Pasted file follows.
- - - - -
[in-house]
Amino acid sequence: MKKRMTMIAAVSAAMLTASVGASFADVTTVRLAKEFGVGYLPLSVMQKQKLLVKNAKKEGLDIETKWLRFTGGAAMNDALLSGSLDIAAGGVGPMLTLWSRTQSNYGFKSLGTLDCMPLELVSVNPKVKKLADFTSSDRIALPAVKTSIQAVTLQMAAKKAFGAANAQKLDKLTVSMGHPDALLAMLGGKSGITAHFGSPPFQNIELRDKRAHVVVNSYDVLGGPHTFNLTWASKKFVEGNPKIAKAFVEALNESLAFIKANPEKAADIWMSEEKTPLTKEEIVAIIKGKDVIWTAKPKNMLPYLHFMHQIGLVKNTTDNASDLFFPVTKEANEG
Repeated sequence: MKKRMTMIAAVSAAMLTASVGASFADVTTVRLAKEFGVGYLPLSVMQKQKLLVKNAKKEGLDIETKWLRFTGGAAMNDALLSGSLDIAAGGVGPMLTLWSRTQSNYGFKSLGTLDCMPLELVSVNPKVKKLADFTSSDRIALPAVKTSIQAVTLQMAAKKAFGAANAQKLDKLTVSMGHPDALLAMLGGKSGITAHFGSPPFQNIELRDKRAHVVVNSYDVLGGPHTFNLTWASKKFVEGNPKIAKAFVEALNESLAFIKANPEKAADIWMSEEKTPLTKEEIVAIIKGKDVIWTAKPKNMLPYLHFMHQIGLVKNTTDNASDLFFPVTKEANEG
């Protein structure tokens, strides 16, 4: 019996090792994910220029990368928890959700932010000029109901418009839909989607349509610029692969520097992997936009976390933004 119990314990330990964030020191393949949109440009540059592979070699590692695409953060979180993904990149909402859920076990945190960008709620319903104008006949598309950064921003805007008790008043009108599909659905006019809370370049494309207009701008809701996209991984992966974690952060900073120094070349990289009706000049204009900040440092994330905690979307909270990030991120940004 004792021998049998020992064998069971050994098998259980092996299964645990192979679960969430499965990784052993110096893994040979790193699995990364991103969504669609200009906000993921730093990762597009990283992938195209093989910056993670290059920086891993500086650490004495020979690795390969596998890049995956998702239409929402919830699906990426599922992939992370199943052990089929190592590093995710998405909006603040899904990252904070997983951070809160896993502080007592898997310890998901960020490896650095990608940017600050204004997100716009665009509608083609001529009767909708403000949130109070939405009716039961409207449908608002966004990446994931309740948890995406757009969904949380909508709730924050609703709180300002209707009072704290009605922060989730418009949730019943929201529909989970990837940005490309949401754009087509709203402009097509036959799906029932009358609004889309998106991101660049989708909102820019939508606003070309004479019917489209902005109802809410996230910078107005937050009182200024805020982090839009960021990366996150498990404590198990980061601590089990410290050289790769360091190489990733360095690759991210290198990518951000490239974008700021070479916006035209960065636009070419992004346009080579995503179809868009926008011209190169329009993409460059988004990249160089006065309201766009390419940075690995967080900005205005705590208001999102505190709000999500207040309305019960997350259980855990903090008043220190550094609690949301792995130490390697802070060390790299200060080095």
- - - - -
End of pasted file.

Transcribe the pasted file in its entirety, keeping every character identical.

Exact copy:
[in-house]
Amino acid sequence: MKKRMTMIAAVSAAMLTASVGASFADVTTVRLAKEFGVGYLPLSVMQKQKLLVKNAKKEGLDIETKWLRFTGGAAMNDALLSGSLDIAAGGVGPMLTLWSRTQSNYGFKSLGTLDCMPLELVSVNPKVKKLADFTSSDRIALPAVKTSIQAVTLQMAAKKAFGAANAQKLDKLTVSMGHPDALLAMLGGKSGITAHFGSPPFQNIELRDKRAHVVVNSYDVLGGPHTFNLTWASKKFVEGNPKIAKAFVEALNESLAFIKANPEKAADIWMSEEKTPLTKEEIVAIIKGKDVIWTAKPKNMLPYLHFMHQIGLVKNTTDNASDLFFPVTKEANEG
Repeated sequence: MKKRMTMIAAVSAAMLTASVGASFADVTTVRLAKEFGVGYLPLSVMQKQKLLVKNAKKEGLDIETKWLRFTGGAAMNDALLSGSLDIAAGGVGPMLTLWSRTQSNYGFKSLGTLDCMPLELVSVNPKVKKLADFTSSDRIALPAVKTSIQAVTLQMAAKKAFGAANAQKLDKLTVSMGHPDALLAMLGGKSGITAHFGSPPFQNIELRDKRAHVVVNSYDVLGGPHTFNLTWASKKFVEGNPKIAKAFVEALNESLAFIKANPEKAADIWMSEEKTPLTKEEIVAIIKGKDVIWTAKPKNMLPYLHFMHQIGLVKNTTDNASDLFFPVTKEANEG
């Protein structure tokens, strides 16, 4: 019996090792994910220029990368928890959700932010000029109901418009839909989607349509610029692969520097992997936009976390933004 119990314990330990964030020191393949949109440009540059592979070699590692695409953060979180993904990149909402859920076990945190960008709620319903104008006949598309950064921003805007008790008043009108599909659905006019809370370049494309207009701008809701996209991984992966974690952060900073120094070349990289009706000049204009900040440092994330905690979307909270990030991120940004 004792021998049998020992064998069971050994098998259980092996299964645990192979679960969430499965990784052993110096893994040979790193699995990364991103969504669609200009906000993921730093990762597009990283992938195209093989910056993670290059920086891993500086650490004495020979690795390969596998890049995956998702239409929402919830699906990426599922992939992370199943052990089929190592590093995710998405909006603040899904990252904070997983951070809160896993502080007592898997310890998901960020490896650095990608940017600050204004997100716009665009509608083609001529009767909708403000949130109070939405009716039961409207449908608002966004990446994931309740948890995406757009969904949380909508709730924050609703709180300002209707009072704290009605922060989730418009949730019943929201529909989970990837940005490309949401754009087509709203402009097509036959799906029932009358609004889309998106991101660049989708909102820019939508606003070309004479019917489209902005109802809410996230910078107005937050009182200024805020982090839009960021990366996150498990404590198990980061601590089990410290050289790769360091190489990733360095690759991210290198990518951000490239974008700021070479916006035209960065636009070419992004346009080579995503179809868009926008011209190169329009993409460059988004990249160089006065309201766009390419940075690995967080900005205005705590208001999102505190709000999500207040309305019960997350259980855990903090008043220190550094609690949301792995130490390697802070060390790299200060080095």